While the use of cocaine has stabilized since 1999 at significantly lower levels that at its peak in 1982 (when 10.4 million Americans, also 5.6 percent of the population, reportedly used cocaine), statistics indicate that cocaine is still widely present in the United States.
During 2000, there were an estimated 2,707,000 chronic cocaine users and 3,035,000 occasional cocaine users in the United States. According to What America's Users Spend on Illegal Drugs, users spent $35.3 billion on cocaine in 2000, a decrease from the $69.9 billion spent in 1990. Americans consumed 259 metric tons of cocaine in 2000, a decrease from the 447 metric tons consumed in 1990.
Table 2. Percentage of Americans reporting lifetime use of crack, by age group, 2002
The U.S. Department of Health and Human Services' Results From the 2002 National Survey on Drug Use and Health: National Findings found that more than 33 million people age 12 and older (14.4%) in 2002 reported that they had used cocaine at least once in their lifetime (see table 1). More than 8 million Americans (3.6%) age 12 and older had used crack cocaine at least once in their lifetime (see table 2).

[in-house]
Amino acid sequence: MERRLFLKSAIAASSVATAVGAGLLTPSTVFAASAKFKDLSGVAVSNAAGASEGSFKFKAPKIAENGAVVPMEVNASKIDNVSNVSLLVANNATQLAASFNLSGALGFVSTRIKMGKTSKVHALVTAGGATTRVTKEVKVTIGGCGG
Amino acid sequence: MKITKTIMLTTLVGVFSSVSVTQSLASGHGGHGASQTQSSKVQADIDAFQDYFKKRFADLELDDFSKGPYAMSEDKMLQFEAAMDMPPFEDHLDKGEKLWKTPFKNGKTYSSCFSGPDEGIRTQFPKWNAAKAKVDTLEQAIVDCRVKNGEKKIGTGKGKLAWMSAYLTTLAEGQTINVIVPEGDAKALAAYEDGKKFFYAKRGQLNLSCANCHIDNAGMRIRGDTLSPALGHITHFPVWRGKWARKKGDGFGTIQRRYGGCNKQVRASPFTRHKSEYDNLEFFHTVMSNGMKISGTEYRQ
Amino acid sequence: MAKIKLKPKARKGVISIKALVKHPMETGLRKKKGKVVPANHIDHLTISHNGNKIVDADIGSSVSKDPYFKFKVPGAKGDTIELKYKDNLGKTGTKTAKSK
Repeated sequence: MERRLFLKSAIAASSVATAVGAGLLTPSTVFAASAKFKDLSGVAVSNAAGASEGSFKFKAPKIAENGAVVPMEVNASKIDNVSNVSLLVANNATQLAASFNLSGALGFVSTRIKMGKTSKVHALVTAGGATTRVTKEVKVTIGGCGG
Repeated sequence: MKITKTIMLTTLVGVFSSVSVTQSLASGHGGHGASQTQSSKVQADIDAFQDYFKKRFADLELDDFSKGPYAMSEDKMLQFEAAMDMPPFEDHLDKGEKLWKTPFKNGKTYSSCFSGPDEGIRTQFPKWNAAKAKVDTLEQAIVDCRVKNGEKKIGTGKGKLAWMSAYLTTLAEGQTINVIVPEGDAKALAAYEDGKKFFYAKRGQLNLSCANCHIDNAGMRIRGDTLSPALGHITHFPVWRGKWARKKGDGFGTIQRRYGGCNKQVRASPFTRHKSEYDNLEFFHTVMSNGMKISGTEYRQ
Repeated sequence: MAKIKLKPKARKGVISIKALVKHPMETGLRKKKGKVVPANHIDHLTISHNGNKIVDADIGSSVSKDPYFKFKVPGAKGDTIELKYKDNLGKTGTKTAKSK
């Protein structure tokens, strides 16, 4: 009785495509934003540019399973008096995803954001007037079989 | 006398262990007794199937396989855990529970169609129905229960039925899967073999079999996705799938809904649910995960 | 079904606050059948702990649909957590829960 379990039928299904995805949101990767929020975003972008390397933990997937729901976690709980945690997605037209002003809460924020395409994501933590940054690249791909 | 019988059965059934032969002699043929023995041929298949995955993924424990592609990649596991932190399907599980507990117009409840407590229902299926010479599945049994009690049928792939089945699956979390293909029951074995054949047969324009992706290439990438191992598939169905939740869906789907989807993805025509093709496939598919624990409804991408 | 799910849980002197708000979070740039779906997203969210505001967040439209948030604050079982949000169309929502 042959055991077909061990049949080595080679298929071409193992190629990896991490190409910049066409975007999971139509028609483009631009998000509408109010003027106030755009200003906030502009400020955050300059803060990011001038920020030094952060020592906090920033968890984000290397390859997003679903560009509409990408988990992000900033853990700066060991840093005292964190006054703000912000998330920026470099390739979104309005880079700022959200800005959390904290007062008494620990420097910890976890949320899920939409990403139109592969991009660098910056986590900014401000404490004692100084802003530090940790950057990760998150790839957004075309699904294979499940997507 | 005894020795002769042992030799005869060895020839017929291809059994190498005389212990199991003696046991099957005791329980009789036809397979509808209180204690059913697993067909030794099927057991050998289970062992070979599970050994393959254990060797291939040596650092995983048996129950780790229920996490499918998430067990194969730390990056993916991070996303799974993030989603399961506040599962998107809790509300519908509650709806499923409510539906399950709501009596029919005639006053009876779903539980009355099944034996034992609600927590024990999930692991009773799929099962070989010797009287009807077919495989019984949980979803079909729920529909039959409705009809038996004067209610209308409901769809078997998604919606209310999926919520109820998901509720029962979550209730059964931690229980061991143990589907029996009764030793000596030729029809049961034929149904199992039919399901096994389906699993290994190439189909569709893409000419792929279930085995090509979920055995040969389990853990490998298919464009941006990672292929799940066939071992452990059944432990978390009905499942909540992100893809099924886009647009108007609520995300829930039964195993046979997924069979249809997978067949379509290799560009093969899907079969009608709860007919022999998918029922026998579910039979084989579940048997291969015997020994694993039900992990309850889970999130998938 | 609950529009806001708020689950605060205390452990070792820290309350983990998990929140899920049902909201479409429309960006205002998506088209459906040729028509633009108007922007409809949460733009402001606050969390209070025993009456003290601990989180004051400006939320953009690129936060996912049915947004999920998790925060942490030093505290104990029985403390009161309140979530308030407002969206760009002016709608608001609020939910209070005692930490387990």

According to the University of Michigan's Monitoring the Future Study, in 2002, 3.6% of 8th graders, 6.1% of 10th graders, and 7.8% of 12th graders surveyed reported using cocaine at least once during their lifetime (see table 3 on next page). Of the students surveyed, 2.5% of 8th graders, 3.6% of 10th graders, and 3.8% of 12th graders reported using crack within their lifetime (see table 4 on next page). The study also showed that, in 2002, 8.2% of college students and 13.5% of young adults (ages 19 to 28) reported using cocaine during their lifetime. Almost 2% of college students and 4.3% of young adults reported using crack cocaine during their lifetime.22